Irish economy shrugs off toughest restrictions in EU to post 2020 growth
Export growth pushes GDP up 3.4% but Covid-19 pandemic hits domestic economy hard
Minister for Finance Paschal Donohoe expects the economy to contract in the first three months of this year. Photograph: Julien Behal.
The Irish economy grew by 3.4 per cent in 2020, despite one of the toughest pandemic related lockdowns in Europe, on the back of record growth in the export sector.
However, the domestic sector contracted by 5.4 per cent, as Covid-19 restrictions hit.
According to final year national accounts from the Central Statistics Office, gross domestic product (GDP) grew by 3.4 per cent in the year. This is ahead of a projection from the European Commission in February, which forecast growth of 3 per cent for the Irish economy for 2020. Ireland was the only European Union economy to post positive growth last year, with an average contraction across the EU of 6.8 per cent. GDP fell by 5.1 per cent in the fourth quarter of 2020.
Minister for Finance Paschal Donohoe said that the outturn was “remarkable”, given international comparisons, and original economic expectations when the pandemic first hit in March 2020.
“ This is entirely a result of the growth in exports, up 6.25 per cent growth despite a sharp decline in world demand,” he said, pointing to “extraordinary export growth” in the pharma and ICT sectors, driven by blockbuster immunological drugs, Covid related products, and the shift to home-working.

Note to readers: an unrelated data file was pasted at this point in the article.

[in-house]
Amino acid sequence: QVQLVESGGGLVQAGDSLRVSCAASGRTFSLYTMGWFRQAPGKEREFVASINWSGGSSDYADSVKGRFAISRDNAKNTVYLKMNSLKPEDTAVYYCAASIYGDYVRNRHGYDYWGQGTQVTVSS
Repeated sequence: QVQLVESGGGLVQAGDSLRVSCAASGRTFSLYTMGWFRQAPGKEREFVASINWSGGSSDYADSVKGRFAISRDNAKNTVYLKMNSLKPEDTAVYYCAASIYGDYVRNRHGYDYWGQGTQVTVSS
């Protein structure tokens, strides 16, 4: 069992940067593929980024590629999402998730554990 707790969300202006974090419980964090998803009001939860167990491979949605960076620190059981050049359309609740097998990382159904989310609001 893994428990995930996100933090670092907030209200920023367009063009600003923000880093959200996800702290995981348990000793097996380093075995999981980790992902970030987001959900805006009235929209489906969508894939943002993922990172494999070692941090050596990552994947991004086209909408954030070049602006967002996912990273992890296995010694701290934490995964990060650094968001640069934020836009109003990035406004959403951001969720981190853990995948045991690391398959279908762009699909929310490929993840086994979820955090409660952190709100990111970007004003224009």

Overall, the multinational sector produced a strong return, advancing by 18.2 per cent. The importance of multinationals to the economy also grew during the year, accounting for 50 per cent of total value added in 2020, compared with a 43.4 per cent share in 2019.
Similarly, a decline in personal spending (9 per cent) was offset by a similar incrase (9.8 per cent) in Government spending on goods and services.
However, the overall growth figures belie the performance of the underlying economy, and Mr Donohoe struck a note of caution in interpreting the results, noting that “GDP is not the most accurate measures of what is going on in the economy.”
Indeed modified domestic demand(MDD), a broad measure of underlying domestic activity that covers personal, government and investment spending, decreased by 5.4 per cent in 2020, which is more in line with the declines experienced by other European economies.
“The pandemic impacted various sectors of the economy differently during 2020 as the levels of Covid-19 related restrictions changed over the year,” said Jennifer Banim, assistant director general with responsibility for economic statistics.
Unsurprisingly, the domestic sector bore the brunt of Covid-19 restrictions, with the distribution, transport, hotels and restaurants sector contracting by 16.7 per cent, and construction also fell, down by a hefty 12.7 per cent. The arts and entertainment sector suffered one of the most severe hits, contracting by 54.4 per cent.
Gross national product (GNP), a measure that excludes the profits of multinationals, advanced by 0.6 per cent, but this was largely due to strong outflows of multinational profits in the year, as opposed to strong domestic performance.
Overall, the figures show that the balance of Payments Current Account recorded a surplus of € 16.9 billion, in transactions with the rest of the world in 2020. A surplus of of € 9.9 billion for trade in goods and services was recorded with the UK , up by € 0.4 billion on the 2019 trade balance.
Looking ahead, Mr Donohoe said that a further contraction in the domestic economy is expected in the first three months of this year due to Level 5 restrictions.
However, he expects the decline will be less than that of last Spring, pointing to stronger retail sales and fewer people claiming the pandemic unemployment payment.